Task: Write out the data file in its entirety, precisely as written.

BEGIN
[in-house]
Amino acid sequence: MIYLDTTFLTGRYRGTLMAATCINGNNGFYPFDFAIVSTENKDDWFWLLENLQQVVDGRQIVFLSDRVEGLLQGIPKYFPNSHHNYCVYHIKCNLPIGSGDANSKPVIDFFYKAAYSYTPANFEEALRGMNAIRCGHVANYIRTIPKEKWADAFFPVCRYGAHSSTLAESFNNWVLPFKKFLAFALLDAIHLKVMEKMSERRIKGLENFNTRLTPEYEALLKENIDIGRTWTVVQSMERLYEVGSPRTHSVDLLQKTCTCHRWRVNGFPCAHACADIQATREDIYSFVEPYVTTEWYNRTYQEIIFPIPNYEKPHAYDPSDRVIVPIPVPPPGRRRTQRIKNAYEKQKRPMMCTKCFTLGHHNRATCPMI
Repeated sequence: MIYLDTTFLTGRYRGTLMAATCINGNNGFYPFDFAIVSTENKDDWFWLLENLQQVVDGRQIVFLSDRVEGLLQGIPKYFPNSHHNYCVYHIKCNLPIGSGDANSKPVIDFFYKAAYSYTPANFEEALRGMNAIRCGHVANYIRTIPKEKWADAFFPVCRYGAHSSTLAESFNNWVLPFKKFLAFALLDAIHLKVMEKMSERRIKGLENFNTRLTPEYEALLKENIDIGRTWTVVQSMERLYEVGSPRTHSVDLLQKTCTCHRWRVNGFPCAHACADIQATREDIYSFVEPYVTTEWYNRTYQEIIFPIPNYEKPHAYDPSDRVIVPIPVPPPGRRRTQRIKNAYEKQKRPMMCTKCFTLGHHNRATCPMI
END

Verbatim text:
[in-house]
Amino acid sequence: MIYLDTTFLTGRYRGTLMAATCINGNNGFYPFDFAIVSTENKDDWFWLLENLQQVVDGRQIVFLSDRVEGLLQGIPKYFPNSHHNYCVYHIKCNLPIGSGDANSKPVIDFFYKAAYSYTPANFEEALRGMNAIRCGHVANYIRTIPKEKWADAFFPVCRYGAHSSTLAESFNNWVLPFKKFLAFALLDAIHLKVMEKMSERRIKGLENFNTRLTPEYEALLKENIDIGRTWTVVQSMERLYEVGSPRTHSVDLLQKTCTCHRWRVNGFPCAHACADIQATREDIYSFVEPYVTTEWYNRTYQEIIFPIPNYEKPHAYDPSDRVIVPIPVPPPGRRRTQRIKNAYEKQKRPMMCTKCFTLGHHNRATCPMI
Repeated sequence: MIYLDTTFLTGRYRGTLMAATCINGNNGFYPFDFAIVSTENKDDWFWLLENLQQVVDGRQIVFLSDRVEGLLQGIPKYFPNSHHNYCVYHIKCNLPIGSGDANSKPVIDFFYKAAYSYTPANFEEALRGMNAIRCGHVANYIRTIPKEKWADAFFPVCRYGAHSSTLAESFNNWVLPFKKFLAFALLDAIHLKVMEKMSERRIKGLENFNTRLTPEYEALLKENIDIGRTWTVVQSMERLYEVGSPRTHSVDLLQKTCTCHRWRVNGFPCAHACADIQATREDIYSFVEPYVTTEWYNRTYQEIIFPIPNYEKPHAYDPSDRVIVPIPVPPPGRRRTQRIKNAYEKQKRPMMCTKCFTLGHHNRATCPMI